Those are the facts. Is it the contention of these critics that the FBI and U.S. intelligence services should have ignored all of this and the possibility that, in addition to Putin’s attempts to influence the election, he might also try to infiltrate the Trump campaign? Certainly any rational person would agree that it was worth looking into that possibility. According to the FBI, a formal investigation was launched once they got the report from an Australian diplomat that George Papadopoulos was bragging that the campaign had access to dirt on Clinton from the Russians.

There are still some unanswered questions. David Frum compiled a list of 15 that he admits is by no means exhaustive. Here are the first two that deal directly with Russia and the Trump campaign:

  1. Trump campaign aides and associates met with Russian agents in advance of the Russian hacks and releases of Democratic internal communications. Did these meetings lead to any form of coordination between the Trump campaign, the Trump family, or Trump supporters on the one hand and Russian intelligence and its proxy, WikiLeaks, on the other?
  2. Russia engaged in large-scale and illegal expenditures on social media to help elect Trump. Did the Trump campaign, the Trump family, or Trump supporters coordinate or assist in any way with these violations of U.S. law?

In addition to whether or not Trump attempted to obstruct the FBI investigation, these are the questions that Robert Mueller is attempting to answer.

What I hear from critics of the investigation is that they:

  1. Ignore the fact that Russia attempted to interfere with the 2016 election,
  2. Have already decided that the answer to the two questions Frum raised is “no,” and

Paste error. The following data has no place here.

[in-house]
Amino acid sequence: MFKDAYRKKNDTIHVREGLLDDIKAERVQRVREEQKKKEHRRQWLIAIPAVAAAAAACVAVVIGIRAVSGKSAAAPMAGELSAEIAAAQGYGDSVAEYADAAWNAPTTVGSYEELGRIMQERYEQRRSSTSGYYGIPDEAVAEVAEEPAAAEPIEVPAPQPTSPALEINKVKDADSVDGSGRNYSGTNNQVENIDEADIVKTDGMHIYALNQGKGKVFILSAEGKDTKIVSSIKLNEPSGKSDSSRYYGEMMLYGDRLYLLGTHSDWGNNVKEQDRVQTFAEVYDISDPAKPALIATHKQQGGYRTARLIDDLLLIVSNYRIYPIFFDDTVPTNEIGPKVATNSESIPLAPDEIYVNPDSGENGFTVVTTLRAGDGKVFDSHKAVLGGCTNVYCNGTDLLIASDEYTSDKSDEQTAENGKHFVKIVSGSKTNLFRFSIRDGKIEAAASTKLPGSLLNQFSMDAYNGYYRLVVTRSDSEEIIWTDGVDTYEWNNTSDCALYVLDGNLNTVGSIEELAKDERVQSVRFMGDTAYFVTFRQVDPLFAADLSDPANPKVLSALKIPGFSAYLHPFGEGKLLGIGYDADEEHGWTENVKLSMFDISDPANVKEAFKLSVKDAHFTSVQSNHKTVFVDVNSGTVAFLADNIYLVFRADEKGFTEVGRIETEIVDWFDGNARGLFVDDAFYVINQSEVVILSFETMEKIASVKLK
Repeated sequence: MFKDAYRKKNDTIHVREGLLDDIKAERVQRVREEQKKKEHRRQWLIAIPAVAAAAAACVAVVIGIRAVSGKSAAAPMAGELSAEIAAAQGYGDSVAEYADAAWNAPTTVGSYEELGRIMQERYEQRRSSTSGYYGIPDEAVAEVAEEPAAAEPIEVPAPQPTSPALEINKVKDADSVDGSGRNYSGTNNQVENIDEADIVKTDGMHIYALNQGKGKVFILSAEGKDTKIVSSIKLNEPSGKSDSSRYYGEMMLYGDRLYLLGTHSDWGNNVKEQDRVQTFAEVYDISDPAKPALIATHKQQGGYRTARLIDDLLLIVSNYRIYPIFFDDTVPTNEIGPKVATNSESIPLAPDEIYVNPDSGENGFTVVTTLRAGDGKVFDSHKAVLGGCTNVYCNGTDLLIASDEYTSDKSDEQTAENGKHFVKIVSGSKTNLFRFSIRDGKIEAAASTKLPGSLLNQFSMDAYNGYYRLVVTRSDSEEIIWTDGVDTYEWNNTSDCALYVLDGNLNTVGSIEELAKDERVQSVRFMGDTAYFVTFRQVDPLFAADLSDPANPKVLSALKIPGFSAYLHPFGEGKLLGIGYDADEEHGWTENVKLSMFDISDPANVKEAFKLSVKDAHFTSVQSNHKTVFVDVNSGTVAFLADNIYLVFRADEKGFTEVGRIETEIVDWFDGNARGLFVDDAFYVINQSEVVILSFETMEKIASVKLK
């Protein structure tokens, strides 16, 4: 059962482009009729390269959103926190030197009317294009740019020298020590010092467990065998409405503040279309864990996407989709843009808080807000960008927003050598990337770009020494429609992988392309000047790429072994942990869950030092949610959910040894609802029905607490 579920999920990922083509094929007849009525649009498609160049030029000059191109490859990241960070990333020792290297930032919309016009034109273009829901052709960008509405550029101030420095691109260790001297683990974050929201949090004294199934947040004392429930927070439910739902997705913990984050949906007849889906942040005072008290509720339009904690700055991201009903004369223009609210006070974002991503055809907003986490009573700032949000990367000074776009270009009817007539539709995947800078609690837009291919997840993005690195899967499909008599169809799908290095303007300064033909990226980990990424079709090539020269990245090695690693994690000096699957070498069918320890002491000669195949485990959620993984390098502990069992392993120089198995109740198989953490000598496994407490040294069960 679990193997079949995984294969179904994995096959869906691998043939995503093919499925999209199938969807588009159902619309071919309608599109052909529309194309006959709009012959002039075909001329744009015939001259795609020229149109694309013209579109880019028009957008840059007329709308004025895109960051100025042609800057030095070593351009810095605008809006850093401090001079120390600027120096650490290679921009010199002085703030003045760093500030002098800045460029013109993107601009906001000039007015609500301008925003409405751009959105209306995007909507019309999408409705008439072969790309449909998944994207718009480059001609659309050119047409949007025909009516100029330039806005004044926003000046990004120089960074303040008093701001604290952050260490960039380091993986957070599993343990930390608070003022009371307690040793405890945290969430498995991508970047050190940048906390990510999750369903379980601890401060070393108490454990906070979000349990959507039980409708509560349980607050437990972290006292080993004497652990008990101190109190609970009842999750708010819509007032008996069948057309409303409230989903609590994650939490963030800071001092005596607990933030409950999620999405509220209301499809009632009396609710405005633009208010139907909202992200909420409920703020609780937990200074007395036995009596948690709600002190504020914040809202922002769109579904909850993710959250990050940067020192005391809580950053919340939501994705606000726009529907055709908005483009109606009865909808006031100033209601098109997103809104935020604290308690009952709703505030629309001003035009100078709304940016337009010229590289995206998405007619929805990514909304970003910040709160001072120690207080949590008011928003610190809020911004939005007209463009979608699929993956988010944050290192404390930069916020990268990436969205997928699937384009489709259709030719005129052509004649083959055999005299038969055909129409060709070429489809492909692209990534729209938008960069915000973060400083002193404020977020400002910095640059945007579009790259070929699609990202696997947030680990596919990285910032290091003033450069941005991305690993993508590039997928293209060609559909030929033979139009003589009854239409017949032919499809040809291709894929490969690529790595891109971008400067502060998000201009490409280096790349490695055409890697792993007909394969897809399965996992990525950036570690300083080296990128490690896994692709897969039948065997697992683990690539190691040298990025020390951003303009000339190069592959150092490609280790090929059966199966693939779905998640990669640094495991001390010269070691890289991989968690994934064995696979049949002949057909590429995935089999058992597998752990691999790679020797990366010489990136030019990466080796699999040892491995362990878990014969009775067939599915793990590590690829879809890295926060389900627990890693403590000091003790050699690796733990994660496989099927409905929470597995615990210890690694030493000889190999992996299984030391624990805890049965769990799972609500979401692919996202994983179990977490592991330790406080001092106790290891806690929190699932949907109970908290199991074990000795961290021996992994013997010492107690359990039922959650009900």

3. Are attempting to discredit the investigation before it is concluded.

At the beginning I suggested that we give people like James Freeman the benefit of the doubt when they say that they don’t know how this whole investigation started. But it’s hard to imagine how anyone who has been paying attention could miss the facts as I’ve outlined them here. There is another reason why they might want to ignore the facts. James Clapper summed it up nicely.

Getting its target audience to conclude that facts and truth are ‘unknowable’ is the true objective of any disinformation campaign. . . . If someone actually believes the falsehood, that’s a bonus, but the primary objective is to get readers or viewers to throw their hands up and give up on ‘facts.’ Do vaccines cause autism? Maybe. Was Senator Ted Cruz’s father involved with President Kennedy’s assassination? Anything’s possible. Is Hillary Clinton running a child-sex ring out of the basement of a DC pizza parlor? Who knows?”

If someone is genuinely ignorant of when/how this whole investigation started, we can discuss the facts. If not, they are part of the group Tom Toles was referring to when he described those who are attempting to poison our discourse. I’m pretty sure I know which one of those explanations is the better fit. But feel free to share this with anyone who is still trying to figure it out.

Nancy LeTourneau

Nancy LeTourneau is a contributing writer for the Washington Monthly.